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Hydroponic Hops


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38 replies to this topic

#1 jimmyjack

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Posted 24 March 2007 - 04:33 PM

I am interested in growing some killer hops. Doe anyone know if it is possible to grow them using hydroponics??


I know nothing about Hydro hops or growing other types of organic items under artificial means, this has been a public annoucement by re means labour goverment and the Brisbane Hydro hops society.


Cheers, JJ

#2 Kingy

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Posted 24 March 2007 - 04:38 PM

vote 1 the greens :rolleyes:

#3 Mr Bond

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Posted 24 March 2007 - 04:50 PM

I'd imagine you could, not sure of the mechanics of growing a rhizome type plant though.This thread has some interesting points.

#4 Yeasty

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Posted 24 March 2007 - 05:59 PM

Indoors or outdoors?

Outdoors would be very easy. U may have to use coconut coir as a medium with a mix of perlite, or a vermiculite / perlite mix. Just need a water tank with water and mix in the proper food (eg dutch master) and a pump with a timer set to water at set intervals. U need to water enough not to let the roots rot, but enough to let the plant feed / keep watered.

Visit a hydroponics store to get detailed info.
Indoors needs to be set up as per the normal growing stage 16hrs for growing and 12 hrs once u want to flower.

Hardest part would be getting light to all areas while trying to have the plant tied up...

anything can be grown hydroponically, but u have to know how the plants life cycle is to try recreate it.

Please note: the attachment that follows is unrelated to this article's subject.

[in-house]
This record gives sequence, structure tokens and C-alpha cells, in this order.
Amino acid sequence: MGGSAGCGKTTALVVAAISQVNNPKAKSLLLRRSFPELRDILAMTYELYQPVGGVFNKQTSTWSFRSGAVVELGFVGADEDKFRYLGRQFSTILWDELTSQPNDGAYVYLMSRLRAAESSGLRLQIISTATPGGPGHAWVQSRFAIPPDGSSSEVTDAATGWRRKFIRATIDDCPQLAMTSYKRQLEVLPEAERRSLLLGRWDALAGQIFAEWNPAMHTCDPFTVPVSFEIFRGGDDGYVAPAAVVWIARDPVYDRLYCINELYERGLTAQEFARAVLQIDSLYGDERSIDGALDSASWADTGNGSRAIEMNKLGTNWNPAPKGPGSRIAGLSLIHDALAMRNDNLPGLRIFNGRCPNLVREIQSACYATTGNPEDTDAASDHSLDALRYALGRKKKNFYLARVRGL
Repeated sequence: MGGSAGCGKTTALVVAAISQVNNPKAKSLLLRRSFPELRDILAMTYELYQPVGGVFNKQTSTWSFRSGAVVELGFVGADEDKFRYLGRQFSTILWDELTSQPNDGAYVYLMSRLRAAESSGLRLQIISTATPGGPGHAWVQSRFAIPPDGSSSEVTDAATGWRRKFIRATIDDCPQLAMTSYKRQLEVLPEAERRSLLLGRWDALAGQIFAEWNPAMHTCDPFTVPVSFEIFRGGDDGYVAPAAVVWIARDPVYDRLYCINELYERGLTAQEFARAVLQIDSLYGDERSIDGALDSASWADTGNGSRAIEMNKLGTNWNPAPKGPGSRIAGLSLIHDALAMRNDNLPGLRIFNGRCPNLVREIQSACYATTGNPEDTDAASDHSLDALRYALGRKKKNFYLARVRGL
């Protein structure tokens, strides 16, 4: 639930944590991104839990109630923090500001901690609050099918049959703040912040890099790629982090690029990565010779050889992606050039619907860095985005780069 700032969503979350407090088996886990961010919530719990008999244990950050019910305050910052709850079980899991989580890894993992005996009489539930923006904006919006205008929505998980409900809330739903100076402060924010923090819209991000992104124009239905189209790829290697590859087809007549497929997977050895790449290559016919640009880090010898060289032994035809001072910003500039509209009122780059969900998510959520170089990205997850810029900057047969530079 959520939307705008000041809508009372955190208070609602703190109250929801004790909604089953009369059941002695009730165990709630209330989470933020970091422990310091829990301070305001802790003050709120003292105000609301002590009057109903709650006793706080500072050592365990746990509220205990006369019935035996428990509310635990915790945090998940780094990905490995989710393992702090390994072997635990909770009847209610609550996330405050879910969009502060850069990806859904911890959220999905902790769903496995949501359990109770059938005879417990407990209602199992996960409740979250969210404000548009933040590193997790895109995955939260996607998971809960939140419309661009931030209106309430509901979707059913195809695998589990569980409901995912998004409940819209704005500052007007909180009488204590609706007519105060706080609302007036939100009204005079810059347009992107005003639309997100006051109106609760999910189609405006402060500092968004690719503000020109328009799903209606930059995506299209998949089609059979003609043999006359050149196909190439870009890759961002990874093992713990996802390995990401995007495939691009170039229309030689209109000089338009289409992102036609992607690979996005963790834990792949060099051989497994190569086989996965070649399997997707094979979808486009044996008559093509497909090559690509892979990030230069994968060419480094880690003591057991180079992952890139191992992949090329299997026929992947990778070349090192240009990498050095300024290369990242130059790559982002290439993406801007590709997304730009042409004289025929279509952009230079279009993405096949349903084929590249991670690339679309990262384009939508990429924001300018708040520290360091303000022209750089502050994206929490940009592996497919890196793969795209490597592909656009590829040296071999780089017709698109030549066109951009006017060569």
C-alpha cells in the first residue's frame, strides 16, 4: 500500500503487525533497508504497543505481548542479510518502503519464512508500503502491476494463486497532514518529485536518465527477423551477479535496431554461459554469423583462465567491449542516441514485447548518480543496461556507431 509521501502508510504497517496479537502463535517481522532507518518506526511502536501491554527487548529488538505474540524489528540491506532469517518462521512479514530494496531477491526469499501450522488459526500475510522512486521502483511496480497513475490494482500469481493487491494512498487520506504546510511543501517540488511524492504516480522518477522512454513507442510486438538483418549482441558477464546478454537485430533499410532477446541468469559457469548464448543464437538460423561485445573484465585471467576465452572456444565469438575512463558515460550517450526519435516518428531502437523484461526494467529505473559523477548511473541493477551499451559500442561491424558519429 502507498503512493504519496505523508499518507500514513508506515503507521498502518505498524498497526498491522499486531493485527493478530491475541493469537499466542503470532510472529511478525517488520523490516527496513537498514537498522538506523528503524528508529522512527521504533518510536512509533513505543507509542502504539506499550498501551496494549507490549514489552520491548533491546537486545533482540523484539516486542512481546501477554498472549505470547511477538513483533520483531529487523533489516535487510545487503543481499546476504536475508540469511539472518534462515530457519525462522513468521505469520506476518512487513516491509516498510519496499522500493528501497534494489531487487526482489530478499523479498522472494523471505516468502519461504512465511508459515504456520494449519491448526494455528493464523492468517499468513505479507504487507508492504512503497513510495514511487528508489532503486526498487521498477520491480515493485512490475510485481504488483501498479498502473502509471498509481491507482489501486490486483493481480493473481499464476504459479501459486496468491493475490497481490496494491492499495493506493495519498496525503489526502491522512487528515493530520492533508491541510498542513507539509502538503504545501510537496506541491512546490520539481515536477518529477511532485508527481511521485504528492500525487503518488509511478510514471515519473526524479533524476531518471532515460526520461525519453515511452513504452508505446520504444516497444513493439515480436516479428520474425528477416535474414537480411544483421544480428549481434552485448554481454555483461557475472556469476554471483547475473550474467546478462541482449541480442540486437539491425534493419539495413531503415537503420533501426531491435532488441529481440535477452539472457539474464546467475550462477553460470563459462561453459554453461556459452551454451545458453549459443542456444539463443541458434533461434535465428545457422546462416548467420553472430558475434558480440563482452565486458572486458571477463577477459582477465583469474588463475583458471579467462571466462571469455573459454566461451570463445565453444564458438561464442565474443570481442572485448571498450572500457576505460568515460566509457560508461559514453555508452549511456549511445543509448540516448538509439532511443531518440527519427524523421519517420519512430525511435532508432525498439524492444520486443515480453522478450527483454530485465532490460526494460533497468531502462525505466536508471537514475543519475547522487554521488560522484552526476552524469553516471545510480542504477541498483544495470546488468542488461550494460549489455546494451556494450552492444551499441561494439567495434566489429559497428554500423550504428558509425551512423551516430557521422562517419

#5 InCider

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Posted 24 March 2007 - 06:49 PM

I can see it would be good to grow hops hydroponically. There were some police in cars and in a helicopter waiting to find out how this bloke in my street grew his 'hops'! And he doesn't even homebrew. He must have got the genus mixed up! :P

#6 Barramundi

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Posted 24 March 2007 - 07:03 PM

due to the family nature of hops and marijuana im sure its possible to grow hydro hops as theres more than enough proof that the other can be grown that way ....

#7 haro

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Posted 24 March 2007 - 08:14 PM

Super-chronic hops i like where your going with this.. lol

#8 domonsura

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Posted 24 March 2007 - 08:16 PM

I was thinking about giving this a go myself a while ago, training them up a white wall inside with lights refecting off the wall itself to get the light everywhere. Could be an interesting project! I'm sure if people can grow dope under lights, it would be possible to grow hops..it might just take a bit of trial and error.
Plenty of cheapo grow lights at the cash converters at greenacres! (A suprising amount actually, looks like half the local growers have gone out of business!!)

#9 Screwtop

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Posted 24 March 2007 - 10:17 PM

It's being done north of Bundaberg, see if we can flush him out, his brother in law trolls this site. What about it Rob! Comments?

#10 Sammus

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Posted 24 March 2007 - 11:42 PM